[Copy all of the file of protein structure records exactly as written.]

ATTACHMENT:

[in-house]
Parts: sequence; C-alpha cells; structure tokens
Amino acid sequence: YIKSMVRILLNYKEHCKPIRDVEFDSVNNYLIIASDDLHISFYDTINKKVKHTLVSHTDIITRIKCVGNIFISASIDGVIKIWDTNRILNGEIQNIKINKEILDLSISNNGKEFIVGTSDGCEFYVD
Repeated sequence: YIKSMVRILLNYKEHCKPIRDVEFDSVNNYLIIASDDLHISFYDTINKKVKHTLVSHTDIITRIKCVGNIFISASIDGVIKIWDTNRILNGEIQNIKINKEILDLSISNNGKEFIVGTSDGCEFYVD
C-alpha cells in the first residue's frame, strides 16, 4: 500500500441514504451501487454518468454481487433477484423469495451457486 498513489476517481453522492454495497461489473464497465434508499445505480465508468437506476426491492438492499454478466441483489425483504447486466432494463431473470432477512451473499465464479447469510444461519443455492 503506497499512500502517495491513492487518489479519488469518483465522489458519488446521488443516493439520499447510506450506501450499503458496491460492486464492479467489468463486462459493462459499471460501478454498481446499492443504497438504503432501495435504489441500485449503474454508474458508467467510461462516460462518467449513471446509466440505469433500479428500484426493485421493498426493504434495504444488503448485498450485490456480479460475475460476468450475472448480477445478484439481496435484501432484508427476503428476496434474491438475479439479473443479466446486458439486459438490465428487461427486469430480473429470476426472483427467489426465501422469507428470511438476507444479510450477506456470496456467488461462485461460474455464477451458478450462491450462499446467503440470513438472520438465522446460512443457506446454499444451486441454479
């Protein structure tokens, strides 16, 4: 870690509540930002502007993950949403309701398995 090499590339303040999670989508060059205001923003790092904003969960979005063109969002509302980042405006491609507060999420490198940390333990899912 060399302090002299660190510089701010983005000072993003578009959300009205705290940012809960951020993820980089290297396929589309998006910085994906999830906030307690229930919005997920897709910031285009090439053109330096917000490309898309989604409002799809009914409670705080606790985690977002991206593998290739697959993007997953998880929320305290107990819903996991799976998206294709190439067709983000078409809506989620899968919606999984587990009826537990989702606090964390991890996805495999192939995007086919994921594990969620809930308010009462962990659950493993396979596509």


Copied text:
[in-house]
Parts: sequence; C-alpha cells; structure tokens
Amino acid sequence: YIKSMVRILLNYKEHCKPIRDVEFDSVNNYLIIASDDLHISFYDTINKKVKHTLVSHTDIITRIKCVGNIFISASIDGVIKIWDTNRILNGEIQNIKINKEILDLSISNNGKEFIVGTSDGCEFYVD
Repeated sequence: YIKSMVRILLNYKEHCKPIRDVEFDSVNNYLIIASDDLHISFYDTINKKVKHTLVSHTDIITRIKCVGNIFISASIDGVIKIWDTNRILNGEIQNIKINKEILDLSISNNGKEFIVGTSDGCEFYVD
C-alpha cells in the first residue's frame, strides 16, 4: 500500500441514504451501487454518468454481487433477484423469495451457486 498513489476517481453522492454495497461489473464497465434508499445505480465508468437506476426491492438492499454478466441483489425483504447486466432494463431473470432477512451473499465464479447469510444461519443455492 503506497499512500502517495491513492487518489479519488469518483465522489458519488446521488443516493439520499447510506450506501450499503458496491460492486464492479467489468463486462459493462459499471460501478454498481446499492443504497438504503432501495435504489441500485449503474454508474458508467467510461462516460462518467449513471446509466440505469433500479428500484426493485421493498426493504434495504444488503448485498450485490456480479460475475460476468450475472448480477445478484439481496435484501432484508427476503428476496434474491438475479439479473443479466446486458439486459438490465428487461427486469430480473429470476426472483427467489426465501422469507428470511438476507444479510450477506456470496456467488461462485461460474455464477451458478450462491450462499446467503440470513438472520438465522446460512443457506446454499444451486441454479
């Protein structure tokens, strides 16, 4: 870690509540930002502007993950949403309701398995 090499590339303040999670989508060059205001923003790092904003969960979005063109969002509302980042405006491609507060999420490198940390333990899912 060399302090002299660190510089701010983005000072993003578009959300009205705290940012809960951020993820980089290297396929589309998006910085994906999830906030307690229930919005997920897709910031285009090439053109330096917000490309898309989604409002799809009914409670705080606790985690977002991206593998290739697959993007997953998880929320305290107990819903996991799976998206294709190439067709983000078409809506989620899968919606999984587990009826537990989702606090964390991890996805495999192939995007086919994921594990969620809930308010009462962990659950493993396979596509």